Their hands just fly! I struck up a conversation with one of the ladies and she invited me to try it. They work so hard and fast because their output is weighed everyday and if they don't meet quota, they are fired and there are 20 people waiting for each treasured stool - it's a job and will feed their families!
Oh my! This was quite the experience. I actually loved it. Every teenager in America should work in a factory line for a few minutes. It was sooooo fast, and soooooo monotonous and after eight hours - I would not be able to move - fingers or back! No question.
I loved the sweet ladies- the camaraderie, interdependence, and conversation shared around that sorting table - something is lost in our "advanced" culture.
After the sorting, the nuts are put into these strainers and submerged in water in a long row of sinks - again- by hand. The ones that rise to the top are the lower quality - used for cosmetics and medicines. The ones that sink to the bottom are the highest quality and are used for pure nutmeg.
This strainer is a size divider. After they are water tested, they are put into this sieve and the ones that drop through, the smaller ones, are the most concentrated. Another grading division. They are then put on shelves and dried again!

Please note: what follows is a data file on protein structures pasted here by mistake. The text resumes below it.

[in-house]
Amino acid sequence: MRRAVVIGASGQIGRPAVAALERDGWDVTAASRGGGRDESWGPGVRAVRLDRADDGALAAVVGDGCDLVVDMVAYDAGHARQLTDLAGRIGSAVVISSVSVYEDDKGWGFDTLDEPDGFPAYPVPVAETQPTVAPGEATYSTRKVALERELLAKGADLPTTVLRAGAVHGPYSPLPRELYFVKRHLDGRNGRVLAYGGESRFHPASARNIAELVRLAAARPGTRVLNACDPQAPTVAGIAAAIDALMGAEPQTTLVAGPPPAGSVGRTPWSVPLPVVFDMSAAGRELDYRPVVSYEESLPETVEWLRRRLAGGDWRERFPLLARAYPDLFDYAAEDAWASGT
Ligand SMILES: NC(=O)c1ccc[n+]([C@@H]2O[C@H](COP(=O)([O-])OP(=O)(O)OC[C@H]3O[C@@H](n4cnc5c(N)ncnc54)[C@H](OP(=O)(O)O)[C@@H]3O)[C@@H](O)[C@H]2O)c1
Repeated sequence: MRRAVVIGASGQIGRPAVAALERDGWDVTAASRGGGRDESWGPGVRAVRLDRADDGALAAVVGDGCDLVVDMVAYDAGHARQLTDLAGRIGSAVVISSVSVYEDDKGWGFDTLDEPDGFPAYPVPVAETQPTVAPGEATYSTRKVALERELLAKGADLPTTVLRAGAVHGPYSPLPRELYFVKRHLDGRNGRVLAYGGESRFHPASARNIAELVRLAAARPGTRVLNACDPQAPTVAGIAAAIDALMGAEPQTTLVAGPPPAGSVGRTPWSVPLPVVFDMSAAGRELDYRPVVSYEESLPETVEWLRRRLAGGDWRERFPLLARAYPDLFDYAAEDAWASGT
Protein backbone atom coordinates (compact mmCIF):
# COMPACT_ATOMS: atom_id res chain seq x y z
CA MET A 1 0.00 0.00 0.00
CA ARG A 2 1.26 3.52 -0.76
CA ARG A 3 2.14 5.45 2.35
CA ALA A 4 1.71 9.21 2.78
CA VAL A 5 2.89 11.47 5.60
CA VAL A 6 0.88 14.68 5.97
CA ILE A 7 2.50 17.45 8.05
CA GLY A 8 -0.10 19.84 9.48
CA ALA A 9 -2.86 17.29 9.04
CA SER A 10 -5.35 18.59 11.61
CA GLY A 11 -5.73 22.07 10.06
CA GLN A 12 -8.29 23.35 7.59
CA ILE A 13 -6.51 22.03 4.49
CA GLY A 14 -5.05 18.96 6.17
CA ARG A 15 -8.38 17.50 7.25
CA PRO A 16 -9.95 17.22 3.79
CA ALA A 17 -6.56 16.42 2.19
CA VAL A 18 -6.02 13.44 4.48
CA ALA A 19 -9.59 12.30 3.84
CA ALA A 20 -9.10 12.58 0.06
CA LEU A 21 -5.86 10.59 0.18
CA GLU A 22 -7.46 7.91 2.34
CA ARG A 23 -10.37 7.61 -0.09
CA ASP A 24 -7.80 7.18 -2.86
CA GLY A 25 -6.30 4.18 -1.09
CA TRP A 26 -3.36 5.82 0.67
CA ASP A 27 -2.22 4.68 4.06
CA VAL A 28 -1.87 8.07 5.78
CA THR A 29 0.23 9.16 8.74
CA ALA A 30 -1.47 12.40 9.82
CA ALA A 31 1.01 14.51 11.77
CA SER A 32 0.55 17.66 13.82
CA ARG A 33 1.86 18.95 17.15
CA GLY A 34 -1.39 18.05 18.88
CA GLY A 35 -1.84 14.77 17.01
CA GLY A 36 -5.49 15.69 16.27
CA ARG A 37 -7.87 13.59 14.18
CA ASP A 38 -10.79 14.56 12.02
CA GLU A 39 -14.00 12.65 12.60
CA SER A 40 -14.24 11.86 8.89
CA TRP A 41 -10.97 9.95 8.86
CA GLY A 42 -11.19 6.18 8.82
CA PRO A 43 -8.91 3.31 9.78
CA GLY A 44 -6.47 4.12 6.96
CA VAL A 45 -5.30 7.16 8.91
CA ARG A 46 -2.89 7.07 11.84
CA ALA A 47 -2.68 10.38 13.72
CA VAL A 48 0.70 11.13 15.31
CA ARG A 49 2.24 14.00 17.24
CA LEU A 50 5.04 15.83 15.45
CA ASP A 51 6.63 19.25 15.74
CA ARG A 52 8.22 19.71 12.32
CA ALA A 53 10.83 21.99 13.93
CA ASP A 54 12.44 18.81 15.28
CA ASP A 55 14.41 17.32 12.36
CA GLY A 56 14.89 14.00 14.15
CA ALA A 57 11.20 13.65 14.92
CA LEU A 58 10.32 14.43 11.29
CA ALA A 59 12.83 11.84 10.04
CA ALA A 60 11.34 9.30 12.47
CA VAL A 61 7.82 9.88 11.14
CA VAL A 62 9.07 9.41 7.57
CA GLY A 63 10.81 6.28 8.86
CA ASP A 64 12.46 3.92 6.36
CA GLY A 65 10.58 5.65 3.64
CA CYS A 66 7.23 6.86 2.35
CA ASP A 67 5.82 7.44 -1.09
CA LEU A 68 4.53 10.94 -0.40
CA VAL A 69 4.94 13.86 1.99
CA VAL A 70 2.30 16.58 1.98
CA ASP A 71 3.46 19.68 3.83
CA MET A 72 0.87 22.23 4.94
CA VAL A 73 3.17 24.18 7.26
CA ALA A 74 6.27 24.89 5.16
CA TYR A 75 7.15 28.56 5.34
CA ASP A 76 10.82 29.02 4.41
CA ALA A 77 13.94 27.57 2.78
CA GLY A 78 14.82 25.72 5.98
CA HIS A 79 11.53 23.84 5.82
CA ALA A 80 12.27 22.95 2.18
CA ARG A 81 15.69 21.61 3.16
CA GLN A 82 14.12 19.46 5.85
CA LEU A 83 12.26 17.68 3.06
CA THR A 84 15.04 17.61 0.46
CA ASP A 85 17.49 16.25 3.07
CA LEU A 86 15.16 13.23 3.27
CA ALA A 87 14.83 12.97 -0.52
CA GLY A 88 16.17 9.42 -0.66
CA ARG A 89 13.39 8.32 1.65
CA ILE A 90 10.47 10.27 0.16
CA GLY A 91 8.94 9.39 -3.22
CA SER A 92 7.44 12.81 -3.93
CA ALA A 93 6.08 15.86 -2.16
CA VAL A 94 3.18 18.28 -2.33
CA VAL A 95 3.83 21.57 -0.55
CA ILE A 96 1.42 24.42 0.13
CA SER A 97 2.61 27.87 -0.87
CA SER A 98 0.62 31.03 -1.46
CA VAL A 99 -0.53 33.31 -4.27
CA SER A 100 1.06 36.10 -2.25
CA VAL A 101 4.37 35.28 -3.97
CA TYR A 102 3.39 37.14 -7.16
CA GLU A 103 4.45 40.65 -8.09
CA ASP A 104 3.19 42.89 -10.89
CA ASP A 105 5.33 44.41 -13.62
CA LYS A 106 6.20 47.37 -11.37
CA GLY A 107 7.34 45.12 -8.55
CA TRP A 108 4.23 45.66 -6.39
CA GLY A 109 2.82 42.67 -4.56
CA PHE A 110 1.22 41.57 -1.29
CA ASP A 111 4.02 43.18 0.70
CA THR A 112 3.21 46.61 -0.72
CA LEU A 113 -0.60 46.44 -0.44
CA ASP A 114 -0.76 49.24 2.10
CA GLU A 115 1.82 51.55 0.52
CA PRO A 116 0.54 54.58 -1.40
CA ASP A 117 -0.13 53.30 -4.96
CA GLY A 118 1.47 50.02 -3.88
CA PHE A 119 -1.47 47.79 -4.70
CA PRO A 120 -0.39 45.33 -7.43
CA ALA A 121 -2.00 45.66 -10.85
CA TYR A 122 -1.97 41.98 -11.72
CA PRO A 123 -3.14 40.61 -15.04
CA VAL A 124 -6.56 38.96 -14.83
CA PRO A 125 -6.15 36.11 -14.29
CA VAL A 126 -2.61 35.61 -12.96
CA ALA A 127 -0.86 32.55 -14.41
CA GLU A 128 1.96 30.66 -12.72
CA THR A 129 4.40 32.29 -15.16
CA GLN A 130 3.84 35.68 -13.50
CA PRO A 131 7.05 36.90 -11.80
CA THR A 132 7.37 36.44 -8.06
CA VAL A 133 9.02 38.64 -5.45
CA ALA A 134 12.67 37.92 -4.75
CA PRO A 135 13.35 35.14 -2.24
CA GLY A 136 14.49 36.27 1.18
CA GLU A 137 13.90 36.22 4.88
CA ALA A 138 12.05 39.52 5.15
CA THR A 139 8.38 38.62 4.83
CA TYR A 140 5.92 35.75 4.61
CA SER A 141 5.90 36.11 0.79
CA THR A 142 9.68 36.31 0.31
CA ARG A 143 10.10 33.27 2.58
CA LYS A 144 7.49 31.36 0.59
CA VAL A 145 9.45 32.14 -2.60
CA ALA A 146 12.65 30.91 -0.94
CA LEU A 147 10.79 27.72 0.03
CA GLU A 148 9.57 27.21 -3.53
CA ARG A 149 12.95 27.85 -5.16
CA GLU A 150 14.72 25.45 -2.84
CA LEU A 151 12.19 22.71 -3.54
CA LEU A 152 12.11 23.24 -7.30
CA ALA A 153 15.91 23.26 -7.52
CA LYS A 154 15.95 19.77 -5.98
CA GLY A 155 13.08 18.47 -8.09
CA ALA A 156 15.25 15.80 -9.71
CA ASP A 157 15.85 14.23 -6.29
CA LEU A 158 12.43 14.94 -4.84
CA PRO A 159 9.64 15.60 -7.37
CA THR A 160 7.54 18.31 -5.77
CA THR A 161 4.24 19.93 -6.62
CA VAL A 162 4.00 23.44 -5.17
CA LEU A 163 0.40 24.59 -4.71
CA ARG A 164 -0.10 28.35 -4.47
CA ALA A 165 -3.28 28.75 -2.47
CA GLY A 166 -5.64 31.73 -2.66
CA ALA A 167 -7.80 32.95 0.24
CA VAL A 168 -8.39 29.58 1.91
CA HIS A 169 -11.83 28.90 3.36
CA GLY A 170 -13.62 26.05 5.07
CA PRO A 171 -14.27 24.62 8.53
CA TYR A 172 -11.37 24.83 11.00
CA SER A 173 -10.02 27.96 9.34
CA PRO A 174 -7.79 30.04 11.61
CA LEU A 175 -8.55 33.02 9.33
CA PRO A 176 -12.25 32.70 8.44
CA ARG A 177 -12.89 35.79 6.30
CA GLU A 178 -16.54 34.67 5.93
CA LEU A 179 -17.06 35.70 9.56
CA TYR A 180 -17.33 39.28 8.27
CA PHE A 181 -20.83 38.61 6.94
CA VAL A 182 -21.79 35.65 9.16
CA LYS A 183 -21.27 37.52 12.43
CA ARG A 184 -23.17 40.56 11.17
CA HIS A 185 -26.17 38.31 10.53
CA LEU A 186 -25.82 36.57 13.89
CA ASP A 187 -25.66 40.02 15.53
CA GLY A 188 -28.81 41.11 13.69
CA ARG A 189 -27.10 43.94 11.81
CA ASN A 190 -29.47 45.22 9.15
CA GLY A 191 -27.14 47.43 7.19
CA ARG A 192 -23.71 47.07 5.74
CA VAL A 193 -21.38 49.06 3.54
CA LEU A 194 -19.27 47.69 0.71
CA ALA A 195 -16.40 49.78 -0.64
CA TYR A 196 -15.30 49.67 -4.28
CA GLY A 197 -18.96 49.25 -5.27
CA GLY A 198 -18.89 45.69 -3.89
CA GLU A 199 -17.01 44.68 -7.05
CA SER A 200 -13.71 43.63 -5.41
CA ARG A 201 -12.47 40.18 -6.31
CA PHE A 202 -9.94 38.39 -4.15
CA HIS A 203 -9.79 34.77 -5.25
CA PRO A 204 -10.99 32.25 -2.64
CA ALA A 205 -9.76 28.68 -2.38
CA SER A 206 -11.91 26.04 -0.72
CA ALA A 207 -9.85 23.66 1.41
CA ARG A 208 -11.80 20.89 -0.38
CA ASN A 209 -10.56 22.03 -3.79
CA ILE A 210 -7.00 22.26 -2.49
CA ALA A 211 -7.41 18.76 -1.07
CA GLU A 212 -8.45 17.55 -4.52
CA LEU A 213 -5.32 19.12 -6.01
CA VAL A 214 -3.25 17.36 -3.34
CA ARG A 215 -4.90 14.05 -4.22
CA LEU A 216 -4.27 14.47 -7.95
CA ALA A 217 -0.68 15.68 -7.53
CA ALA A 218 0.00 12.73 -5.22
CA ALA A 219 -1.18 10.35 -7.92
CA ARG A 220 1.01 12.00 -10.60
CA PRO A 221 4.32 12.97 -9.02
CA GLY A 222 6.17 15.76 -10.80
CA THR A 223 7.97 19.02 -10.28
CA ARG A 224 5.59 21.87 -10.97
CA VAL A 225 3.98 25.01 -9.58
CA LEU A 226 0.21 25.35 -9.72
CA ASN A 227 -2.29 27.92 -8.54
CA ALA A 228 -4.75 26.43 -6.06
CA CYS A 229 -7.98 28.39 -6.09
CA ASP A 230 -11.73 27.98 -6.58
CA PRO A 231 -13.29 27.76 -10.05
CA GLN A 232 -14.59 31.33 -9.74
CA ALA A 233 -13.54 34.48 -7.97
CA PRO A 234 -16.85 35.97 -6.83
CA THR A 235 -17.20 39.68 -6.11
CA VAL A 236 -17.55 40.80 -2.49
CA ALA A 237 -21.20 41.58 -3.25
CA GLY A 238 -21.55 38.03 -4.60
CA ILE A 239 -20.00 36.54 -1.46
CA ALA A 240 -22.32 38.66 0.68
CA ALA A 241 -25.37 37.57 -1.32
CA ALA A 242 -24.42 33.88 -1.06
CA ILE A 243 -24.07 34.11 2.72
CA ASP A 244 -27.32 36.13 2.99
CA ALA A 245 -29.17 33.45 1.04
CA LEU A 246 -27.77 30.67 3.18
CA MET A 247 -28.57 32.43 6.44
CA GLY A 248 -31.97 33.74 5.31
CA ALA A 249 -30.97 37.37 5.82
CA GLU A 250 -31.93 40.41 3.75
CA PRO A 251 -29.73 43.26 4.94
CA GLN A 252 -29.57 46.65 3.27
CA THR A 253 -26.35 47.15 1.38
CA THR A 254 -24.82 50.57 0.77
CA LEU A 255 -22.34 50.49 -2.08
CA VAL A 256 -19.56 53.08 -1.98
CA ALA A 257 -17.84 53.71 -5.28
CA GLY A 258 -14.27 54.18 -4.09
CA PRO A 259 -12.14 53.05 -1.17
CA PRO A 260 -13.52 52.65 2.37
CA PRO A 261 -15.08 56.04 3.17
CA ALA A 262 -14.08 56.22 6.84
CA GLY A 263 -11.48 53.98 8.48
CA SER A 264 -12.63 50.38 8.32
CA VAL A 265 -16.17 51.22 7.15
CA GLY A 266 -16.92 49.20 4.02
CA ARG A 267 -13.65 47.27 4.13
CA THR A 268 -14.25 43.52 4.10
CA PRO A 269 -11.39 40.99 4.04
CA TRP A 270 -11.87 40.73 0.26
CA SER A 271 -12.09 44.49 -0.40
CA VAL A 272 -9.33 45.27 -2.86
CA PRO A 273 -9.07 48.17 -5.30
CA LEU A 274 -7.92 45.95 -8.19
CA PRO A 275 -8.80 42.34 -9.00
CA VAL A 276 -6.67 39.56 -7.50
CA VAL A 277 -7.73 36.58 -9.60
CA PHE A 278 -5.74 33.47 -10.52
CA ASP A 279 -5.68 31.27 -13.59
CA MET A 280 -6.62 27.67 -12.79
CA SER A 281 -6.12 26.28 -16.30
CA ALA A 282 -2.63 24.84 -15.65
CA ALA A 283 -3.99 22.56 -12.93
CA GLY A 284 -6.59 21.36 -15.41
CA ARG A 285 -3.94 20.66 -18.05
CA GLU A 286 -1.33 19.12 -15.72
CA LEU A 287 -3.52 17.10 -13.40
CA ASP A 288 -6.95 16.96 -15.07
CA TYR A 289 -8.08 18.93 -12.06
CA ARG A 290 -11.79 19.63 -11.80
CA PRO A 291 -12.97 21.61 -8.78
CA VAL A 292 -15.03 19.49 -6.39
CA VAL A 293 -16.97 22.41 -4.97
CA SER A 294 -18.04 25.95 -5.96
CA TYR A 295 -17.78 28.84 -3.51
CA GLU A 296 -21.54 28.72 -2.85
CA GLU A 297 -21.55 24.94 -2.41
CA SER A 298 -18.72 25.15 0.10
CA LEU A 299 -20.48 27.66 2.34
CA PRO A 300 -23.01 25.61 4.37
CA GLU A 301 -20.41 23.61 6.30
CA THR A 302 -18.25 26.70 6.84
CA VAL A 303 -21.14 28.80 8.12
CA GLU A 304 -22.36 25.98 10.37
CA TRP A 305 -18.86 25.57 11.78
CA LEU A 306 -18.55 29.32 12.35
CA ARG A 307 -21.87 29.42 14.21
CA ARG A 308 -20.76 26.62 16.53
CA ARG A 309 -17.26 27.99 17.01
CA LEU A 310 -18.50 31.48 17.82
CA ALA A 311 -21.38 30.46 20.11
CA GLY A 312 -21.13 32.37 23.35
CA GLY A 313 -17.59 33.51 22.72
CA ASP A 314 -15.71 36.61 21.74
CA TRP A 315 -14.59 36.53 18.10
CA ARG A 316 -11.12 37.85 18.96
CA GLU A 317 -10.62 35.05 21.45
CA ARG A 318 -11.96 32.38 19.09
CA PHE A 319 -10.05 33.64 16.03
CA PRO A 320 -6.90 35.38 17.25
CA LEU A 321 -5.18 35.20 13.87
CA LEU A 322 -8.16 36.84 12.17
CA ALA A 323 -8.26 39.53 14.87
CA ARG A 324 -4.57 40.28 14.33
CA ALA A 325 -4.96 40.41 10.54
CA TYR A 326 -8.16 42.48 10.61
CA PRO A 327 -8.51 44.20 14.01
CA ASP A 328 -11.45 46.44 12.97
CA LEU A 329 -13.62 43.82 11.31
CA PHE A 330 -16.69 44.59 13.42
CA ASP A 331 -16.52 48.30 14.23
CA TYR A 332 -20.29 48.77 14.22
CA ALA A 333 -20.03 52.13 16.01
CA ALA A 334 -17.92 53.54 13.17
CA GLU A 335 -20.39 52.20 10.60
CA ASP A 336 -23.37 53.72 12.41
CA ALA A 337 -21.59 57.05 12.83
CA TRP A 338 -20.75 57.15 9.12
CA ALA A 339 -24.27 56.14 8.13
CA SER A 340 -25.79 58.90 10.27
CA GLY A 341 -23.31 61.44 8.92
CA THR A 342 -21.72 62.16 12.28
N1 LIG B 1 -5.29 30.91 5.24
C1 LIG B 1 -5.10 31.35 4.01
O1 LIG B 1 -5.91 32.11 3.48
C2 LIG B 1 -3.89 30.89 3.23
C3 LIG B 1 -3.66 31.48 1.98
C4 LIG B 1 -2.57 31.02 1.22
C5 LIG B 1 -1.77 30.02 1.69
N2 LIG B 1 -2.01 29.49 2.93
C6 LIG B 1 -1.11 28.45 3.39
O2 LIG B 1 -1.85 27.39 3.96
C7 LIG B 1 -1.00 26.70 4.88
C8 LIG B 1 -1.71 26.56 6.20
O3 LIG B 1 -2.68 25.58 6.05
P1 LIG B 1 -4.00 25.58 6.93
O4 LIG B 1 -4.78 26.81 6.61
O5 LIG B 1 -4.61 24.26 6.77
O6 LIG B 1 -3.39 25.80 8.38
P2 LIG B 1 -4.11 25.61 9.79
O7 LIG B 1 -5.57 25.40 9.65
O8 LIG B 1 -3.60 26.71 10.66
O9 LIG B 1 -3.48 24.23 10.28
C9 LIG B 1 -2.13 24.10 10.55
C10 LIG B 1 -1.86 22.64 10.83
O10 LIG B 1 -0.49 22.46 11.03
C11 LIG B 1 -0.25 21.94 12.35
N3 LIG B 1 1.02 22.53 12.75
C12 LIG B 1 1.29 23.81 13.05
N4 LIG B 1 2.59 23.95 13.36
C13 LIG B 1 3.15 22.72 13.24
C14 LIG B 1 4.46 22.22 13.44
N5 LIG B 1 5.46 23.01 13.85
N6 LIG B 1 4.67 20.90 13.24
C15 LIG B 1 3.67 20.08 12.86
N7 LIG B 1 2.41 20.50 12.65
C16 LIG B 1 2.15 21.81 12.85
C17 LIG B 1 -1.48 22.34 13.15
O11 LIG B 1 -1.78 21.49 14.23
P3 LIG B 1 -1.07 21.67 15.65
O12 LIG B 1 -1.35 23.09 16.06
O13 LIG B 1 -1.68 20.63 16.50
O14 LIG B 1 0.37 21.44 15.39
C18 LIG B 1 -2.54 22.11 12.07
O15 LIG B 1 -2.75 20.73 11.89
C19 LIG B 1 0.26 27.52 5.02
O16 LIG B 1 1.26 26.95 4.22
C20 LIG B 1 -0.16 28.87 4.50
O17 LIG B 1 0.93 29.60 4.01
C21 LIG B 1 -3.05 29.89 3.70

The bags of nuts to be shipped all over the world. Each bag is a hundred and forty two pounds and somewhere between a half and 2/3rds of a sack this size is used to produce an eleven pound bag of nutmeg spice.
The majority of the nuts, after drying, are shipped out, but a certain percentage is finely ground into nutmeg powder and sent as the spice that we use in our cakes and pies. I hope we all appreciate them more after reading this post. I'm going to remember those ladies; the homes they live in and how hard they work!
The bagged nuts are marked for locations all over the world. This table is used to stencil the receiving location on the huge bags with this bucket of paint.
Check out the locations on his board - brush in hand for the bucket to mark the burlap bags.
Supporting his family by stenciling bags for the nutmeg nuts that are sent out everyday.
The gift shop on the way out of the factory.
The other side of the gift shop. The next post will be the Chocolate Factory.